NOBEL PEACE prize laureate and Chinese rights activist Liu Xiaobo, 61, died on Thursday night, after suffering multiple organ failure. He is survived by his wife. Liu was diagnosed with liver cancer on May 31, and, since Monday, was in intensive care at the First Hospital of China Medical University, Shenyang, Liaoning province in northeast China.
Liu was awarded the Nobel Peace Prize in 2010, almost a year after he was handed an 11-year jail sentence for “inciting subversion of state power”, after he helped draft ‘Charter 08’ — a petition that called for a slew of political reforms in China.
Over the last week, human rights groups and western governments urged China to let Liu and his wife travel out of the country for treatment. The government allowed two cancer specialists — from the US and Germany — to visit him last week. The doctors said Liu was receiving given good medical care, and could be moved outside the country for treatment.
The Shenyang Municipal Bureau of Justice announced Liu’s death on Thursday night. In a brief statement on its website, authorities said Liu had died of multiple organ failure and that he was moved into intensive care on July 10. “The hospital also invited well-known domestic cancer experts and experts from the United States and Germany authority for treatment and to participate in consultation,” said the statement.
State-run newspaper China Daily quoted the Jinzhou Prison in Liaoning, where Liu was serving his sentence, as saying that he had Hepatitis B before his imprisonment in 2009 and had received annual health checks. “China considers the award reflects poorly on the Nobel Committee, as Liu was convicted of criminal acts against the state before the prize was announced,” the newspaper reported.
Liu was sentenced on December 25, 2009, after a Beijing court convicted him of “trying to overthrow the government”. His wife, Liu Xia, was placed under house arrest.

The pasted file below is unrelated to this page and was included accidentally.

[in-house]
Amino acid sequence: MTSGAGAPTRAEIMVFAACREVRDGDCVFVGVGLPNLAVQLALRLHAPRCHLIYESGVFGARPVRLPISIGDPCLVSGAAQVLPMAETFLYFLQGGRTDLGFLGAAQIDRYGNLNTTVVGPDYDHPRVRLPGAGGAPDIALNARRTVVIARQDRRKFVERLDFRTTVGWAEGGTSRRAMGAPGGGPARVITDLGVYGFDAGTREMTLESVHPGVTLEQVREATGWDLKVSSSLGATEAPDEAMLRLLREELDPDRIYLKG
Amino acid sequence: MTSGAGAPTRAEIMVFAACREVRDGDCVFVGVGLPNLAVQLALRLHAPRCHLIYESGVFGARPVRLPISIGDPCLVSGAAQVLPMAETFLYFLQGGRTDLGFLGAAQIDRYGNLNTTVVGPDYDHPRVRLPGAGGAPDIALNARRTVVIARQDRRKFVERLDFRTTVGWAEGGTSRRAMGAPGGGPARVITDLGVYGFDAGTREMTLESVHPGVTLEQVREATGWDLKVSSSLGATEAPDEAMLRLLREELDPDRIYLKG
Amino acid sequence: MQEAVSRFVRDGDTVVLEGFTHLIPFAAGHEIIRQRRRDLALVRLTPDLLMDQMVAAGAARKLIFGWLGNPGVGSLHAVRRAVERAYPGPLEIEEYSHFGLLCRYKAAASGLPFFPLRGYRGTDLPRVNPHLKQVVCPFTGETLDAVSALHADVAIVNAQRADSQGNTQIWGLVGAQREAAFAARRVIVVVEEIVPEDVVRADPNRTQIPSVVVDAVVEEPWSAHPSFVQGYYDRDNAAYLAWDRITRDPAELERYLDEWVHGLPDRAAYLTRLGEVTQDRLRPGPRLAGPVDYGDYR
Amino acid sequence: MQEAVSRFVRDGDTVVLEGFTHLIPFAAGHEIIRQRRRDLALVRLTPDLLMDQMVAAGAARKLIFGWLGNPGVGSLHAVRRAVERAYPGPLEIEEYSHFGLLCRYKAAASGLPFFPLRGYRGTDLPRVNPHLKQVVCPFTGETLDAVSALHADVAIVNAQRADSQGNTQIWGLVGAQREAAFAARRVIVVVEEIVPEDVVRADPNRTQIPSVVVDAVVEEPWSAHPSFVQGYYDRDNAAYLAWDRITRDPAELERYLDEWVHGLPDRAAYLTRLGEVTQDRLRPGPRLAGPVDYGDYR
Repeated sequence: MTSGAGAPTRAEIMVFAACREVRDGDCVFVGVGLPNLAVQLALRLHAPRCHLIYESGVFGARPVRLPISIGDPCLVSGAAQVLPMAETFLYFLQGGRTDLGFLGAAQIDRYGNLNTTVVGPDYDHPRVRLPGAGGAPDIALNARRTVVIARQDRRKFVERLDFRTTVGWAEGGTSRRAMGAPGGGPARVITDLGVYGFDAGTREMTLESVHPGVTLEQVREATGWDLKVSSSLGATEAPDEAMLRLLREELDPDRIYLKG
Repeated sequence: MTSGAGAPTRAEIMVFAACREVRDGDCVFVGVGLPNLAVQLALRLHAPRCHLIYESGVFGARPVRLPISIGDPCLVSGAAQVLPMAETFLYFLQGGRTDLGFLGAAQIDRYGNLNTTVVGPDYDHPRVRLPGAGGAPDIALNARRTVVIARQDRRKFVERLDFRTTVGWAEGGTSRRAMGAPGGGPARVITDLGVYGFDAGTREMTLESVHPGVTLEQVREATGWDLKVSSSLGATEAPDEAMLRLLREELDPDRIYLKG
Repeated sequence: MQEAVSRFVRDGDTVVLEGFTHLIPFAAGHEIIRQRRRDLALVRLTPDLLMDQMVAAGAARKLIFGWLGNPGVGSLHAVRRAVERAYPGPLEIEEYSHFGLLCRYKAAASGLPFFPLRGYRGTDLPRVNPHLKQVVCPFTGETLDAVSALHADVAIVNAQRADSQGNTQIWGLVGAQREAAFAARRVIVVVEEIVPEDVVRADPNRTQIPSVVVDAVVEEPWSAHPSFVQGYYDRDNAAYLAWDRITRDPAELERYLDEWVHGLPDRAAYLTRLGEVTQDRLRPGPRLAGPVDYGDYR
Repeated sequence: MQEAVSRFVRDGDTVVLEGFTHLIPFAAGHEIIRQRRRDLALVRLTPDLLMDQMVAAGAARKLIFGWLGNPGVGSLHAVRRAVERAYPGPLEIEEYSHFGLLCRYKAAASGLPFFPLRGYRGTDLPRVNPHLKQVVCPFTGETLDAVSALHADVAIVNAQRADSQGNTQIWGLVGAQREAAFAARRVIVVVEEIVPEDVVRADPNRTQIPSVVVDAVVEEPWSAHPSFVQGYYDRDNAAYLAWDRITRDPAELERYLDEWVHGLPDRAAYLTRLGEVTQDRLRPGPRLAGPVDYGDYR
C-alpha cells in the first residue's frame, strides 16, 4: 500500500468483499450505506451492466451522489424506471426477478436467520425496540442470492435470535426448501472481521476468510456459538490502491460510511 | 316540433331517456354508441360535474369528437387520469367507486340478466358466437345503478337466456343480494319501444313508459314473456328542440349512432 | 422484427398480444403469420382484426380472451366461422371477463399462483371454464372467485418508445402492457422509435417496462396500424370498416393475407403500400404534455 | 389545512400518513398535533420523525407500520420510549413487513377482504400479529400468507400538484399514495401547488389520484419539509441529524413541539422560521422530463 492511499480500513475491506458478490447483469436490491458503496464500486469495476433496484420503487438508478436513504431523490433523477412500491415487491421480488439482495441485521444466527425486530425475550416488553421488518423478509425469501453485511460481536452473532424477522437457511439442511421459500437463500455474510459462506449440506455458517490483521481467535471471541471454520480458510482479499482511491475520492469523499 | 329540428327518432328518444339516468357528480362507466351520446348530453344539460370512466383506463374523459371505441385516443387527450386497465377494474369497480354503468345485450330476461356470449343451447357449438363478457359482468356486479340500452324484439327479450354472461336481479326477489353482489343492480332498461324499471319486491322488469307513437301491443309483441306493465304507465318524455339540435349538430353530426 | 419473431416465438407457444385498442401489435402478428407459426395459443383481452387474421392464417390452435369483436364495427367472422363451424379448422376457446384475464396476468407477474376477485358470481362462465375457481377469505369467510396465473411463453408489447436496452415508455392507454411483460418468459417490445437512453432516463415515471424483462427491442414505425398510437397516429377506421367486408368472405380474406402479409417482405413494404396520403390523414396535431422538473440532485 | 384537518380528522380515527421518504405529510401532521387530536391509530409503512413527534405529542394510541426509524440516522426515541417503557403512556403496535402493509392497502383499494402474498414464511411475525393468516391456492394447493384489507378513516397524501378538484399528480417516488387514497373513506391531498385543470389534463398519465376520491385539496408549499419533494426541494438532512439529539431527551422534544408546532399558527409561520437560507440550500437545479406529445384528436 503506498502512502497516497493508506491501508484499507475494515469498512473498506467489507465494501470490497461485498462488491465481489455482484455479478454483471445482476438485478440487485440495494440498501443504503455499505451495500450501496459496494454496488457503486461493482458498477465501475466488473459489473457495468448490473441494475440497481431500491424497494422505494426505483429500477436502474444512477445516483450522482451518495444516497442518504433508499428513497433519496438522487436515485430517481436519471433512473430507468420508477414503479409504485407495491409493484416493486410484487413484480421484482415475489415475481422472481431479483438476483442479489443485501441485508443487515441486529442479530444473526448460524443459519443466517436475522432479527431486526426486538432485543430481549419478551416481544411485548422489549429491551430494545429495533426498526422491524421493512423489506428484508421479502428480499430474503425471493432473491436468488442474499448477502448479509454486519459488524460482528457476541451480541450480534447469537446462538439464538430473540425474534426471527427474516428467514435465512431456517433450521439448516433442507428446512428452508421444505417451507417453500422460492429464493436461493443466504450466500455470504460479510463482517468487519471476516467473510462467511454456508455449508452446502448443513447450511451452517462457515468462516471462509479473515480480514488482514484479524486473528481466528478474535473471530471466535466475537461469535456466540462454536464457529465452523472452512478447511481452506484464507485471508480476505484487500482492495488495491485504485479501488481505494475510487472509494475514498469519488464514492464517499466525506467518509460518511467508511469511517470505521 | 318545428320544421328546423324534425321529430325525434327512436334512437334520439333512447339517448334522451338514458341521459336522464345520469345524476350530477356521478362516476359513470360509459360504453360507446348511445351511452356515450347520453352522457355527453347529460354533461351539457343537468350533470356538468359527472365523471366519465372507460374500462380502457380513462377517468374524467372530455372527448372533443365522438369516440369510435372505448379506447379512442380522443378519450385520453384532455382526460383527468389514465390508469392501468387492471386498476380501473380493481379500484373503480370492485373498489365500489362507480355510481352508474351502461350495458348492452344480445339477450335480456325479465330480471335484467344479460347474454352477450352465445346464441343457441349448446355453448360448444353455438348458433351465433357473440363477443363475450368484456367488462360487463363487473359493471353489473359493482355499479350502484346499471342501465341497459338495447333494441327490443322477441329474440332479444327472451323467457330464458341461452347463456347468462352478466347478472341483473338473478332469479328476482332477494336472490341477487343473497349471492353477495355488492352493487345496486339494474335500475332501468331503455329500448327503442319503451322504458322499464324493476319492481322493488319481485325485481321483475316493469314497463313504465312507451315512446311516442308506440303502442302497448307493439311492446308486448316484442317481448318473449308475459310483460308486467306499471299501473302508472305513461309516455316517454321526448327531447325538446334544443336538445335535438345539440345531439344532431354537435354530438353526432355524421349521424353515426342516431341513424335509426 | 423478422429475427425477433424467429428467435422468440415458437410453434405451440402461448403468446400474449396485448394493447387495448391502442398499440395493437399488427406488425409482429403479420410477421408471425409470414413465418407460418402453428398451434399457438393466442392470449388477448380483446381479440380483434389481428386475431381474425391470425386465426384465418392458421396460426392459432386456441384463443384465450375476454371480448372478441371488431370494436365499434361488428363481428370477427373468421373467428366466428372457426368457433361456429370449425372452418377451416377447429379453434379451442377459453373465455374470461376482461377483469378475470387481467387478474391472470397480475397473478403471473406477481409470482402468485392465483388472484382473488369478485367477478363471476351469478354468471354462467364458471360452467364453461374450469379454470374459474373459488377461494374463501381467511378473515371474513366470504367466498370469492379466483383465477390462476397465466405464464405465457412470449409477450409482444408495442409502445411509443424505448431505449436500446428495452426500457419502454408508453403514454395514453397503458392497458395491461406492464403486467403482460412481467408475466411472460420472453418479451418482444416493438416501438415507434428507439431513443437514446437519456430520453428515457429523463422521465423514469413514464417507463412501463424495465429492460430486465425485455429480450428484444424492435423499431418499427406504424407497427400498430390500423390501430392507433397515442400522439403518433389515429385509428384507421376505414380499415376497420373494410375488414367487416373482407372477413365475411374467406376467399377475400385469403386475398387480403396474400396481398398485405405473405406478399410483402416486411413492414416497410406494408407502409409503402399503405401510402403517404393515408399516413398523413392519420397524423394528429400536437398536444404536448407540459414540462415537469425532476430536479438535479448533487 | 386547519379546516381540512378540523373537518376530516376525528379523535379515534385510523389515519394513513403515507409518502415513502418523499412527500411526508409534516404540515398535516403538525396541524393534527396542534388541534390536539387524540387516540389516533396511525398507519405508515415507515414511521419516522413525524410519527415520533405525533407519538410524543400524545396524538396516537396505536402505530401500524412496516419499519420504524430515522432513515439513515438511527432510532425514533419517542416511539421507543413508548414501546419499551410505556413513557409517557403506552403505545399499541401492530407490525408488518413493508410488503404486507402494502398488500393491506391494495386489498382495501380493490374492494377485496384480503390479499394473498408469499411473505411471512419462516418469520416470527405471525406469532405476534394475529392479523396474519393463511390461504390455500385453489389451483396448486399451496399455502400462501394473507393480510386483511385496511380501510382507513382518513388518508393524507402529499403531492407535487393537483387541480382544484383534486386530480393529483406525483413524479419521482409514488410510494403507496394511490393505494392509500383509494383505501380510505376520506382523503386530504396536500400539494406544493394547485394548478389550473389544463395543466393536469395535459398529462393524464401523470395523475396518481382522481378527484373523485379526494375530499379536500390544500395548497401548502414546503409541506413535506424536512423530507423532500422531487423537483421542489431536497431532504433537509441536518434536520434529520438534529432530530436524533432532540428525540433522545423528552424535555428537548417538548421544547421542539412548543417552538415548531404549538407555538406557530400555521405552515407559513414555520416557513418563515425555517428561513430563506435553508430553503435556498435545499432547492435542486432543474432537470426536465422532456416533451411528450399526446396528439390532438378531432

Born in Jilin Province, in northeast China, on December 28, 1955, Liu followed in his father’s footsteps and became a university professor. He turned a rights campaigner after the Tiananmen protests of 1989, when he was arrested and lost his teaching job.
Hours after his death, Reuters quoted Berit Reiss-Andersen, who heads the Norwegian Nobel Committee which awards the peace prize, as saying that the Chinese government bore a heavy responsibility for his death. “We find it deeply disturbing that Liu Xiaobo was not transferred to a facility where he could receive adequate medical treatment before he became terminally ill,” said Reiss-Andersen.
Liu was represented at the 2010 Nobel ceremony by an empty chair, and his acceptance speech was read out by Swedish actress Liv Ullmann. “I have no enemies and no hatred. None of the police who monitored, arrested and interrogated me, none of the prosecutors who indicted me, and none of the judges who judged me are my enemies… There is nothing criminal in anything I have done. (But) if charges are brought against me because of this, I have no complaints,” he had said.
“…My love is solid and sharp, capable of piercing through any obstacle. Even if I were crushed into powder, I would still use my ashes to embrace you. My dear, with your love I can calmly face my impending trial, having no regrets about the choices I’ve made and optimistically awaiting tomorrow,” he said to his wife, in his acceptance speech.